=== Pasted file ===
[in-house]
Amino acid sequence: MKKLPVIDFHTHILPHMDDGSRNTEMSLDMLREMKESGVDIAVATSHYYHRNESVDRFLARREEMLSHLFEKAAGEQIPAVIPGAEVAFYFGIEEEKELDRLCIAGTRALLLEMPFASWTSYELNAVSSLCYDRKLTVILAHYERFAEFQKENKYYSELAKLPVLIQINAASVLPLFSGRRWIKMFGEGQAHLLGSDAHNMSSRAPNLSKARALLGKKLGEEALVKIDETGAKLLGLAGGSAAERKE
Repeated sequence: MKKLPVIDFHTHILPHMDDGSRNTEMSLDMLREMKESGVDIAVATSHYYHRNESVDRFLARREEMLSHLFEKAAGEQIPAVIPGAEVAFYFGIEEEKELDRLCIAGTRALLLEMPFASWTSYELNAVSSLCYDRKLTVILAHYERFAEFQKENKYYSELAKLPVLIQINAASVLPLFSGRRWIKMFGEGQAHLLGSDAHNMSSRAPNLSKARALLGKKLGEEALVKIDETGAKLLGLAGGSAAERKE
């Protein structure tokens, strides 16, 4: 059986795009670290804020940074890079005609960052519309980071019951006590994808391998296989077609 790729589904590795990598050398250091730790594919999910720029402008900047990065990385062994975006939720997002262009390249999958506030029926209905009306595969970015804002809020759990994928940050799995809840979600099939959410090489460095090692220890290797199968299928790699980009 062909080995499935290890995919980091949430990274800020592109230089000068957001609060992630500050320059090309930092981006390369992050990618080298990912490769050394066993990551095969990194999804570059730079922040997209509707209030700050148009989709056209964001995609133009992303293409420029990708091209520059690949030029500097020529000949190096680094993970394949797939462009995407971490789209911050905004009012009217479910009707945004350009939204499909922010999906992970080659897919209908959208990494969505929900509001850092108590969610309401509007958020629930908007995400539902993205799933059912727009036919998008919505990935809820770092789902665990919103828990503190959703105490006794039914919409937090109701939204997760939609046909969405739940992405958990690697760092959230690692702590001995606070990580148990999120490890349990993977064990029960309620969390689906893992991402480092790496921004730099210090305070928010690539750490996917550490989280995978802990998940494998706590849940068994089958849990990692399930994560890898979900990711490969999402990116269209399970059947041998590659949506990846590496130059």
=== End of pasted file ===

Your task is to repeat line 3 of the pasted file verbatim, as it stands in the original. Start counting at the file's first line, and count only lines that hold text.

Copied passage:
Repeated sequence: MKKLPVIDFHTHILPHMDDGSRNTEMSLDMLREMKESGVDIAVATSHYYHRNESVDRFLARREEMLSHLFEKAAGEQIPAVIPGAEVAFYFGIEEEKELDRLCIAGTRALLLEMPFASWTSYELNAVSSLCYDRKLTVILAHYERFAEFQKENKYYSELAKLPVLIQINAASVLPLFSGRRWIKMFGEGQAHLLGSDAHNMSSRAPNLSKARALLGKKLGEEALVKIDETGAKLLGLAGGSAAERKE